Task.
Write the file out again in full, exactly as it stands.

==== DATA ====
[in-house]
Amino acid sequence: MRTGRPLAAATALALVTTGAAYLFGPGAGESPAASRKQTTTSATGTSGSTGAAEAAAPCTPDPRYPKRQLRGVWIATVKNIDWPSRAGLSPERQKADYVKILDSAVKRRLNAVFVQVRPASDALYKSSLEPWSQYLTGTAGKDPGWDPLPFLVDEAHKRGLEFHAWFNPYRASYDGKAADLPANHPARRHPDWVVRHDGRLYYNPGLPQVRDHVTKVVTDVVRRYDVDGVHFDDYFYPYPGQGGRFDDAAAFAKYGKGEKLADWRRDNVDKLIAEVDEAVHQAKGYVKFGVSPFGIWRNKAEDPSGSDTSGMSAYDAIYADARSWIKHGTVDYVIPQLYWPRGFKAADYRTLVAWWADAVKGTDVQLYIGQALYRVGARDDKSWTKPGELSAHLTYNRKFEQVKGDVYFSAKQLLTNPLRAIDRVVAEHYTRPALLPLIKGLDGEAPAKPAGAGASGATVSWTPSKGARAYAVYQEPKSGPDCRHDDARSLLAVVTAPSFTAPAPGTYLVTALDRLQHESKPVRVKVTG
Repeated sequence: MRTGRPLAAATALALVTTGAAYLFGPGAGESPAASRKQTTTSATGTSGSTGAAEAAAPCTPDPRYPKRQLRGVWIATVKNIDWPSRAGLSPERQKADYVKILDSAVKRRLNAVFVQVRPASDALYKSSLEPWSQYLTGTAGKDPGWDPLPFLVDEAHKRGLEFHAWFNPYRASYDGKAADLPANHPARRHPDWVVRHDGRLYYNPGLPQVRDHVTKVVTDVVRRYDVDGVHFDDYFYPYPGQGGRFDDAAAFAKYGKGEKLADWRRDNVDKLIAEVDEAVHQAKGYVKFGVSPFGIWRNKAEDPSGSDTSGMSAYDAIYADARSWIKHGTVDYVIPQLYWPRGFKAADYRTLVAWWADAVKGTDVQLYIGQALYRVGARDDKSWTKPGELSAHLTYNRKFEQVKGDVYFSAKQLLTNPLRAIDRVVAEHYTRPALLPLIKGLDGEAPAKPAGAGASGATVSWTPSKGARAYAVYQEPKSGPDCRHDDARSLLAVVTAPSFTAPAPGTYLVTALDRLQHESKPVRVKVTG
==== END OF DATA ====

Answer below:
[in-house]
Amino acid sequence: MRTGRPLAAATALALVTTGAAYLFGPGAGESPAASRKQTTTSATGTSGSTGAAEAAAPCTPDPRYPKRQLRGVWIATVKNIDWPSRAGLSPERQKADYVKILDSAVKRRLNAVFVQVRPASDALYKSSLEPWSQYLTGTAGKDPGWDPLPFLVDEAHKRGLEFHAWFNPYRASYDGKAADLPANHPARRHPDWVVRHDGRLYYNPGLPQVRDHVTKVVTDVVRRYDVDGVHFDDYFYPYPGQGGRFDDAAAFAKYGKGEKLADWRRDNVDKLIAEVDEAVHQAKGYVKFGVSPFGIWRNKAEDPSGSDTSGMSAYDAIYADARSWIKHGTVDYVIPQLYWPRGFKAADYRTLVAWWADAVKGTDVQLYIGQALYRVGARDDKSWTKPGELSAHLTYNRKFEQVKGDVYFSAKQLLTNPLRAIDRVVAEHYTRPALLPLIKGLDGEAPAKPAGAGASGATVSWTPSKGARAYAVYQEPKSGPDCRHDDARSLLAVVTAPSFTAPAPGTYLVTALDRLQHESKPVRVKVTG
Repeated sequence: MRTGRPLAAATALALVTTGAAYLFGPGAGESPAASRKQTTTSATGTSGSTGAAEAAAPCTPDPRYPKRQLRGVWIATVKNIDWPSRAGLSPERQKADYVKILDSAVKRRLNAVFVQVRPASDALYKSSLEPWSQYLTGTAGKDPGWDPLPFLVDEAHKRGLEFHAWFNPYRASYDGKAADLPANHPARRHPDWVVRHDGRLYYNPGLPQVRDHVTKVVTDVVRRYDVDGVHFDDYFYPYPGQGGRFDDAAAFAKYGKGEKLADWRRDNVDKLIAEVDEAVHQAKGYVKFGVSPFGIWRNKAEDPSGSDTSGMSAYDAIYADARSWIKHGTVDYVIPQLYWPRGFKAADYRTLVAWWADAVKGTDVQLYIGQALYRVGARDDKSWTKPGELSAHLTYNRKFEQVKGDVYFSAKQLLTNPLRAIDRVVAEHYTRPALLPLIKGLDGEAPAKPAGAGASGATVSWTPSKGARAYAVYQEPKSGPDCRHDDARSLLAVVTAPSFTAPAPGTYLVTALDRLQHESKPVRVKVTG